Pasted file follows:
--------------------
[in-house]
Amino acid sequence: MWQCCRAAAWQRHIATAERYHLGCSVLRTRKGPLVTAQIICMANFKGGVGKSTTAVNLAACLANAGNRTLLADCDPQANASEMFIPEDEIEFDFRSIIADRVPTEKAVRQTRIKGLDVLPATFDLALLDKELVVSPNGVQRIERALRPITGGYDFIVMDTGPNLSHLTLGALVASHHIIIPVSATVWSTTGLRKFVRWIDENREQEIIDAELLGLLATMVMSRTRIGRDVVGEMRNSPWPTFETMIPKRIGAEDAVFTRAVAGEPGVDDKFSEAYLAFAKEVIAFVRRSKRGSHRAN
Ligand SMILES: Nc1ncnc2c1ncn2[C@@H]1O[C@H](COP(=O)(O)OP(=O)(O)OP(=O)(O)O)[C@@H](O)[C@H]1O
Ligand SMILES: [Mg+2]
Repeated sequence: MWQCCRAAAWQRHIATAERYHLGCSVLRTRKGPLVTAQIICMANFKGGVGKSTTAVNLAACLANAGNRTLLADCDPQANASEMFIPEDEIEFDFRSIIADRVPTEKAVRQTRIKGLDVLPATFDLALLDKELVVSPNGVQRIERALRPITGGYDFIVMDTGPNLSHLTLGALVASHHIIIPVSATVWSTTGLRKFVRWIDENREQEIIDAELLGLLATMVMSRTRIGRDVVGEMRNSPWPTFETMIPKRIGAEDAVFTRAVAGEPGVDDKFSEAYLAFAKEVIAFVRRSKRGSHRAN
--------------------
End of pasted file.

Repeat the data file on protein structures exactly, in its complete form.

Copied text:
[in-house]
Amino acid sequence: MWQCCRAAAWQRHIATAERYHLGCSVLRTRKGPLVTAQIICMANFKGGVGKSTTAVNLAACLANAGNRTLLADCDPQANASEMFIPEDEIEFDFRSIIADRVPTEKAVRQTRIKGLDVLPATFDLALLDKELVVSPNGVQRIERALRPITGGYDFIVMDTGPNLSHLTLGALVASHHIIIPVSATVWSTTGLRKFVRWIDENREQEIIDAELLGLLATMVMSRTRIGRDVVGEMRNSPWPTFETMIPKRIGAEDAVFTRAVAGEPGVDDKFSEAYLAFAKEVIAFVRRSKRGSHRAN
Ligand SMILES: Nc1ncnc2c1ncn2[C@@H]1O[C@H](COP(=O)(O)OP(=O)(O)OP(=O)(O)O)[C@@H](O)[C@H]1O
Ligand SMILES: [Mg+2]
Repeated sequence: MWQCCRAAAWQRHIATAERYHLGCSVLRTRKGPLVTAQIICMANFKGGVGKSTTAVNLAACLANAGNRTLLADCDPQANASEMFIPEDEIEFDFRSIIADRVPTEKAVRQTRIKGLDVLPATFDLALLDKELVVSPNGVQRIERALRPITGGYDFIVMDTGPNLSHLTLGALVASHHIIIPVSATVWSTTGLRKFVRWIDENREQEIIDAELLGLLATMVMSRTRIGRDVVGEMRNSPWPTFETMIPKRIGAEDAVFTRAVAGEPGVDDKFSEAYLAFAKEVIAFVRRSKRGSHRAN